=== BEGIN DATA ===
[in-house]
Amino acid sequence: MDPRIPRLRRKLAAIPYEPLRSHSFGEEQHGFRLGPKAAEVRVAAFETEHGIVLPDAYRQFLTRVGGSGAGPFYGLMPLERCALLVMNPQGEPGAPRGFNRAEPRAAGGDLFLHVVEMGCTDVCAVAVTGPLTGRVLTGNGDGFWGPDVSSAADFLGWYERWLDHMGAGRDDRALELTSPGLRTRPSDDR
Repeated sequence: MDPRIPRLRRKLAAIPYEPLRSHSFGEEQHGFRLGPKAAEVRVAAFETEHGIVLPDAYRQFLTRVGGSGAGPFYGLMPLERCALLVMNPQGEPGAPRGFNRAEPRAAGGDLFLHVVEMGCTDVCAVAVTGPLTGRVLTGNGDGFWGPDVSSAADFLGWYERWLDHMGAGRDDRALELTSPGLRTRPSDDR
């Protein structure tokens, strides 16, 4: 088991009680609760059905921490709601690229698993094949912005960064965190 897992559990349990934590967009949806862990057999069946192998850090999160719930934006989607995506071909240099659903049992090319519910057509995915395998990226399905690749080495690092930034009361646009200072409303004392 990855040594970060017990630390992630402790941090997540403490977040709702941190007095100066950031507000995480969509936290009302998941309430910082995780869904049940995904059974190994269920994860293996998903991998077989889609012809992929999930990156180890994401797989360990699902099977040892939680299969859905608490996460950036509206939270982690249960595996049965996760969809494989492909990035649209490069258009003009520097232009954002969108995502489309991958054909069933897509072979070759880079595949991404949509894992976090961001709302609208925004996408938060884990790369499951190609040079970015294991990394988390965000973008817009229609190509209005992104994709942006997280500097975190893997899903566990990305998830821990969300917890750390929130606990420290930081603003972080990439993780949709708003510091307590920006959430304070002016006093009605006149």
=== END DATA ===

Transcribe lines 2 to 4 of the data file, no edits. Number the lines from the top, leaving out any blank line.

Amino acid sequence: MDPRIPRLRRKLAAIPYEPLRSHSFGEEQHGFRLGPKAAEVRVAAFETEHGIVLPDAYRQFLTRVGGSGAGPFYGLMPLERCALLVMNPQGEPGAPRGFNRAEPRAAGGDLFLHVVEMGCTDVCAVAVTGPLTGRVLTGNGDGFWGPDVSSAADFLGWYERWLDHMGAGRDDRALELTSPGLRTRPSDDR
Repeated sequence: MDPRIPRLRRKLAAIPYEPLRSHSFGEEQHGFRLGPKAAEVRVAAFETEHGIVLPDAYRQFLTRVGGSGAGPFYGLMPLERCALLVMNPQGEPGAPRGFNRAEPRAAGGDLFLHVVEMGCTDVCAVAVTGPLTGRVLTGNGDGFWGPDVSSAADFLGWYERWLDHMGAGRDDRALELTSPGLRTRPSDDR
């Protein structure tokens, strides 16, 4: 088991009680609760059905921490709601690229698993094949912005960064965190 897992559990349990934590967009949806862990057999069946192998850090999160719930934006989607995506071909240099659903049992090319519910057509995915395998990226399905690749080495690092930034009361646009200072409303004392 990855040594970060017990630390992630402790941090997540403490977040709702941190007095100066950031507000995480969509936290009302998941309430910082995780869904049940995904059974190994269920994860293996998903991998077989889609012809992929999930990156180890994401797989360990699902099977040892939680299969859905608490996460950036509206939270982690249960595996049965996760969809494989492909990035649209490069258009003009520097232009954002969108995502489309991958054909069933897509072979070759880079595949991404949509894992976090961001709302609208925004996408938060884990790369499951190609040079970015294991990394988390965000973008817009229609190509209005992104994709942006997280500097975190893997899903566990990305998830821990969300917890750390929130606990420290930081603003972080990439993780949709708003510091307590920006959430304070002016006093009605006149």